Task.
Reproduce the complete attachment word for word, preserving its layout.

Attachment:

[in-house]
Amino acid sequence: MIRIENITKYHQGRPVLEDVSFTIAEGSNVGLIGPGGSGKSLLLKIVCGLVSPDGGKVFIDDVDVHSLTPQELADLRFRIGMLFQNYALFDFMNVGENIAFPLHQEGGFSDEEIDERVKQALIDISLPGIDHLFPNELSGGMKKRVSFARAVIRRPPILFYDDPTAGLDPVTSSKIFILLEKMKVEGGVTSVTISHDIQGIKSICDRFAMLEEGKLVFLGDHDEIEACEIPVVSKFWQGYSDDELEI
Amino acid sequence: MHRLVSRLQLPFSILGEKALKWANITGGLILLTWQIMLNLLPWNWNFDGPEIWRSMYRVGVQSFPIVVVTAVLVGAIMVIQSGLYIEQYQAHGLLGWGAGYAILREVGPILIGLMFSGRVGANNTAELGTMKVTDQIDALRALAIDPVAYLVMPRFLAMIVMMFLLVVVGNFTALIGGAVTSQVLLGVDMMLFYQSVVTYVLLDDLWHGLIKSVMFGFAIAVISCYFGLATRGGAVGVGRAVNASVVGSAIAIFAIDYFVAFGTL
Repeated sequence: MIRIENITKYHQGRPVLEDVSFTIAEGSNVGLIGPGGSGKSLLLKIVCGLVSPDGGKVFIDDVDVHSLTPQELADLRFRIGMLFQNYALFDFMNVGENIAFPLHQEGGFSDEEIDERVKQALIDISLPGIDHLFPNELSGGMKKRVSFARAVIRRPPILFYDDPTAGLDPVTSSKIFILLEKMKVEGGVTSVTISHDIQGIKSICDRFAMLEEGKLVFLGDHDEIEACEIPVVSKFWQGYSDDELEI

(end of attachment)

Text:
[in-house]
Amino acid sequence: MIRIENITKYHQGRPVLEDVSFTIAEGSNVGLIGPGGSGKSLLLKIVCGLVSPDGGKVFIDDVDVHSLTPQELADLRFRIGMLFQNYALFDFMNVGENIAFPLHQEGGFSDEEIDERVKQALIDISLPGIDHLFPNELSGGMKKRVSFARAVIRRPPILFYDDPTAGLDPVTSSKIFILLEKMKVEGGVTSVTISHDIQGIKSICDRFAMLEEGKLVFLGDHDEIEACEIPVVSKFWQGYSDDELEI
Amino acid sequence: MHRLVSRLQLPFSILGEKALKWANITGGLILLTWQIMLNLLPWNWNFDGPEIWRSMYRVGVQSFPIVVVTAVLVGAIMVIQSGLYIEQYQAHGLLGWGAGYAILREVGPILIGLMFSGRVGANNTAELGTMKVTDQIDALRALAIDPVAYLVMPRFLAMIVMMFLLVVVGNFTALIGGAVTSQVLLGVDMMLFYQSVVTYVLLDDLWHGLIKSVMFGFAIAVISCYFGLATRGGAVGVGRAVNASVVGSAIAIFAIDYFVAFGTL
Repeated sequence: MIRIENITKYHQGRPVLEDVSFTIAEGSNVGLIGPGGSGKSLLLKIVCGLVSPDGGKVFIDDVDVHSLTPQELADLRFRIGMLFQNYALFDFMNVGENIAFPLHQEGGFSDEEIDERVKQALIDISLPGIDHLFPNELSGGMKKRVSFARAVIRRPPILFYDDPTAGLDPVTSSKIFILLEKMKVEGGVTSVTISHDIQGIKSICDRFAMLEEGKLVFLGDHDEIEACEIPVVSKFWQGYSDDELEI